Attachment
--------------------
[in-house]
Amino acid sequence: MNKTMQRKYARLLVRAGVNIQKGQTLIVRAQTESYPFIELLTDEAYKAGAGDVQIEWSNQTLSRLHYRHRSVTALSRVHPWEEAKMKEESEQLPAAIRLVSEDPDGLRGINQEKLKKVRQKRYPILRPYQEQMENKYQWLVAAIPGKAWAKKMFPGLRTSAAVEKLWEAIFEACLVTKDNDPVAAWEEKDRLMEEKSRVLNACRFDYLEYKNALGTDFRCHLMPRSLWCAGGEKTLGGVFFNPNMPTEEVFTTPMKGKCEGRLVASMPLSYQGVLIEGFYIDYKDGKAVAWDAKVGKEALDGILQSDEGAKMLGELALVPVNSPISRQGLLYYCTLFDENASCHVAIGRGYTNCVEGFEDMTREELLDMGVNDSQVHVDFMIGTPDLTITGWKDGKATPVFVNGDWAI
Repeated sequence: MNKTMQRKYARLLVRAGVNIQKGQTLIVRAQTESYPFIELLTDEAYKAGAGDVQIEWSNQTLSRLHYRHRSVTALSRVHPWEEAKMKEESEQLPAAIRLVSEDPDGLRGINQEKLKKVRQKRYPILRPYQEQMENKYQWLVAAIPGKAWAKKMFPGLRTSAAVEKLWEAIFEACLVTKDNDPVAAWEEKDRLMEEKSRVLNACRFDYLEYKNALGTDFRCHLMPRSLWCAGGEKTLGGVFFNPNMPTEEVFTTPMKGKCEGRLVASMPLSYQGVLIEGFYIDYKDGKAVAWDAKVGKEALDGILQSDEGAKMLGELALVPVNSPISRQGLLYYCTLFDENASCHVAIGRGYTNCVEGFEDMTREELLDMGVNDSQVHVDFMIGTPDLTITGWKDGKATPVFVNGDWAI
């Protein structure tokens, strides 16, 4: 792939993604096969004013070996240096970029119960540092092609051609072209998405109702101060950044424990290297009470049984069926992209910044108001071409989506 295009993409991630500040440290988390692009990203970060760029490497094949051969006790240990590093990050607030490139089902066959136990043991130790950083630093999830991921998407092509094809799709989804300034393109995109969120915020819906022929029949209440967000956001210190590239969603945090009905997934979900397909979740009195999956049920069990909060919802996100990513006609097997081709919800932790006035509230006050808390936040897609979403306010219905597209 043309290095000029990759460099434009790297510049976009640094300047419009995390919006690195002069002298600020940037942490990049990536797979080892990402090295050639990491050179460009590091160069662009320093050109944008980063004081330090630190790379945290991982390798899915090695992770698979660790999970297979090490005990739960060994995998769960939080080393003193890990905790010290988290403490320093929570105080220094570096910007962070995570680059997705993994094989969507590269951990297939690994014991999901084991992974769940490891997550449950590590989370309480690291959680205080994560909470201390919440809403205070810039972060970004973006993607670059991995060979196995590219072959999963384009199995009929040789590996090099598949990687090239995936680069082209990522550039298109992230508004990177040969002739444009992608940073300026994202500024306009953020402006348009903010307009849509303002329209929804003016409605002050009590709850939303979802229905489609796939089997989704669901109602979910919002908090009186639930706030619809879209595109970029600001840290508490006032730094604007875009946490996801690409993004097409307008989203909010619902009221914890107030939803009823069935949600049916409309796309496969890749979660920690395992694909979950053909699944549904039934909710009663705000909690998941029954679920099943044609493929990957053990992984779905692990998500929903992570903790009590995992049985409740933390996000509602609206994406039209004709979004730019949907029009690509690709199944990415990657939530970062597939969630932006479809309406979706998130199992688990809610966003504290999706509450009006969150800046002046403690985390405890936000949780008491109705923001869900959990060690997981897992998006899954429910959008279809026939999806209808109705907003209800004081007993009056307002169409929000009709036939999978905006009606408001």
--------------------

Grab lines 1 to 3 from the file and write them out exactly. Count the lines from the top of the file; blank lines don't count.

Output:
[in-house]
Amino acid sequence: MNKTMQRKYARLLVRAGVNIQKGQTLIVRAQTESYPFIELLTDEAYKAGAGDVQIEWSNQTLSRLHYRHRSVTALSRVHPWEEAKMKEESEQLPAAIRLVSEDPDGLRGINQEKLKKVRQKRYPILRPYQEQMENKYQWLVAAIPGKAWAKKMFPGLRTSAAVEKLWEAIFEACLVTKDNDPVAAWEEKDRLMEEKSRVLNACRFDYLEYKNALGTDFRCHLMPRSLWCAGGEKTLGGVFFNPNMPTEEVFTTPMKGKCEGRLVASMPLSYQGVLIEGFYIDYKDGKAVAWDAKVGKEALDGILQSDEGAKMLGELALVPVNSPISRQGLLYYCTLFDENASCHVAIGRGYTNCVEGFEDMTREELLDMGVNDSQVHVDFMIGTPDLTITGWKDGKATPVFVNGDWAI
Repeated sequence: MNKTMQRKYARLLVRAGVNIQKGQTLIVRAQTESYPFIELLTDEAYKAGAGDVQIEWSNQTLSRLHYRHRSVTALSRVHPWEEAKMKEESEQLPAAIRLVSEDPDGLRGINQEKLKKVRQKRYPILRPYQEQMENKYQWLVAAIPGKAWAKKMFPGLRTSAAVEKLWEAIFEACLVTKDNDPVAAWEEKDRLMEEKSRVLNACRFDYLEYKNALGTDFRCHLMPRSLWCAGGEKTLGGVFFNPNMPTEEVFTTPMKGKCEGRLVASMPLSYQGVLIEGFYIDYKDGKAVAWDAKVGKEALDGILQSDEGAKMLGELALVPVNSPISRQGLLYYCTLFDENASCHVAIGRGYTNCVEGFEDMTREELLDMGVNDSQVHVDFMIGTPDLTITGWKDGKATPVFVNGDWAI